And why shouldn’t students disavow their education when, drawing from Jodi Dean’s analysis, the promises of interactivity are typically a lie? 28 Media users, she tells us, who are interested in politics don’t really actively contribute to content but are led to believe that they are making a difference by clicking a button, adding their name to a petition or commenting on a blog. For Dean these interactive practices are fetishes: we think we are being active but are actually being displaced from any ‘real’ action. The same goes, we might say, for interactive classrooms. For example, as part of the professionalisation of pedagogy, ’learning outcomes’ and class content are mediated and predetermined months – and often years – in advance by faculty committees and do not arise organically from class discussion. Therefore the interactivity is a fetish: the lecturer doesn’t really want to hear what students have to say, rather they just want the students to participate in order to boost the session’s affective intensity as a goal in its own right. Student participation, therefore, is not creating nor impacting content and should be regarded as inauthentic dialogue. Accordingly, we should not think it is weird that students prefer to remain silent. A common reprise is for classroom technology to boost the possibilities for interactivity, yet as Dean might argue, technology then becomes the fetish whose actual role is to stand in for the disengaged student and to keep alive the fantasy of an active, engaged student subject. Moreover, to focus on student participation is to overlook the grim economics that defines the student experience as increasingly grounded in debt and anxiety – what Peter Fleming terms the ‘student hellscapes’ that are never measured or accounted for in student satisfaction surveys. 29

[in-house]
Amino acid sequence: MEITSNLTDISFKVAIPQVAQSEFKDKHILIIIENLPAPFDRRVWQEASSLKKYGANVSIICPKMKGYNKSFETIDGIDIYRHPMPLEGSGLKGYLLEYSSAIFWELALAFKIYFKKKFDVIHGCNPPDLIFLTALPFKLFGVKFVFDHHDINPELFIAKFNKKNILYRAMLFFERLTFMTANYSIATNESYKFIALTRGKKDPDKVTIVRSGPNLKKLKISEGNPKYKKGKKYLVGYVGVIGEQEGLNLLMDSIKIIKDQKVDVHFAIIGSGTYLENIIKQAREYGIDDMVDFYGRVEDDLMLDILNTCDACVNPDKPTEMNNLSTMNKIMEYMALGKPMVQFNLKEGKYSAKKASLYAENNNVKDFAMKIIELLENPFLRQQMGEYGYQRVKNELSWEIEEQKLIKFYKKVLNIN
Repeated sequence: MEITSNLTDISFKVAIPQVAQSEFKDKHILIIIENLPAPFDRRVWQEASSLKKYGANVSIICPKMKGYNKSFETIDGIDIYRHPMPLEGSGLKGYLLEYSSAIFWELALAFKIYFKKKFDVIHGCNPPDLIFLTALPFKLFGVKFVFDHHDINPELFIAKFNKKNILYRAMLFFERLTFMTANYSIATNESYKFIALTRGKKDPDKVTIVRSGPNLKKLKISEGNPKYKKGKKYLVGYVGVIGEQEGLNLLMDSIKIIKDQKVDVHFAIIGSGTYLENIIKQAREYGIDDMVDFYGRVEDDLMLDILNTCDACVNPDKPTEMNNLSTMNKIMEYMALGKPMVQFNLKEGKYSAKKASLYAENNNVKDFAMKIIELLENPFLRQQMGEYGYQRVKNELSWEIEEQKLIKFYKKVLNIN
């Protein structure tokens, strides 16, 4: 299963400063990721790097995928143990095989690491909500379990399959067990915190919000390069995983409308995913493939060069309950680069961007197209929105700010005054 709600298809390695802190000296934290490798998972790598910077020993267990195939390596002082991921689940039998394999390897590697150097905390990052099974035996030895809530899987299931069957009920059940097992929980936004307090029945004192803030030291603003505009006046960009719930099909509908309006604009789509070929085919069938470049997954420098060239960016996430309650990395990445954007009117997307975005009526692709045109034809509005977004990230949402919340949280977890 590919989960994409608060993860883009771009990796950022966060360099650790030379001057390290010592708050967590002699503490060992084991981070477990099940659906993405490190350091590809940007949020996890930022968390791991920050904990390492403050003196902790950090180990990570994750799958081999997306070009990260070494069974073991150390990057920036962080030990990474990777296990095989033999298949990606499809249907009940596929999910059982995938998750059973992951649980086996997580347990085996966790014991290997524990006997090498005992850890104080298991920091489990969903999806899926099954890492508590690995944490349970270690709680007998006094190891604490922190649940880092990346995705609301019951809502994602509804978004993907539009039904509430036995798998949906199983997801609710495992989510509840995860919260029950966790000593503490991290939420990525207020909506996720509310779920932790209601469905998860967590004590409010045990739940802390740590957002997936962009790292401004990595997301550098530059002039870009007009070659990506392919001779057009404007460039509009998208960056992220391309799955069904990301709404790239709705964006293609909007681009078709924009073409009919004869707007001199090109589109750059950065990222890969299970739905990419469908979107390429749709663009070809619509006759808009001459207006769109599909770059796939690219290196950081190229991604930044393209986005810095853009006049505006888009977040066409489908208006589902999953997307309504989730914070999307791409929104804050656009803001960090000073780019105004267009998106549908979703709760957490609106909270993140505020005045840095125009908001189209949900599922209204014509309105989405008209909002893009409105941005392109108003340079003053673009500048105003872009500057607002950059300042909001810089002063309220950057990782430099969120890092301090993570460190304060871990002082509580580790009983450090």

The interactive classroom therefore constantly demands students to be highly expressive of affect, perhaps to the point of excess, and for their faces to provide a constant feedback loop of enthusiastic reinforcement for neurotic lecturers. By contrast, a facial expression of unavailability might be read as offering a degree of protection from the depletion demanded by the neoliberal university. This recourse is, according to Lauren Berlant, ‘flat affect’: an expressionless presentation, or an emotional opacity, in which affective display, in the face in particular, has little range, intensity and mobility, and feelings become unclear. 30 Berlant reads these moments as offering a degree of reserve from situational injunctions. Berlant resists any implication that flat affect occurs in lieu of the subject taking responsibility for their feelings and perceptions. In other words, flat affect might serve as a passive-aggressive mode of affective agency, rather than a substitute for it. Perhaps the most notable example of flat affect as strategy was JG Ballard’s High Rise, in which female characters wander the building in an apparently catatonic state, passively disengaged from the violent behaviour of the male occupants. 31 But the women are actually meeting in private and eventually kill or enslave the men and seize the building. The women’s performative withdrawal allows them to both escape much of the men’s violence, but also to bide their time while leading their enemy to underestimate them. Berlant warns, however, that flat affect is an ambivalent strategy, creating the possibility of self-erasure and therefore must be understood as a sort of final and desperate recourse for the profoundly disempowered.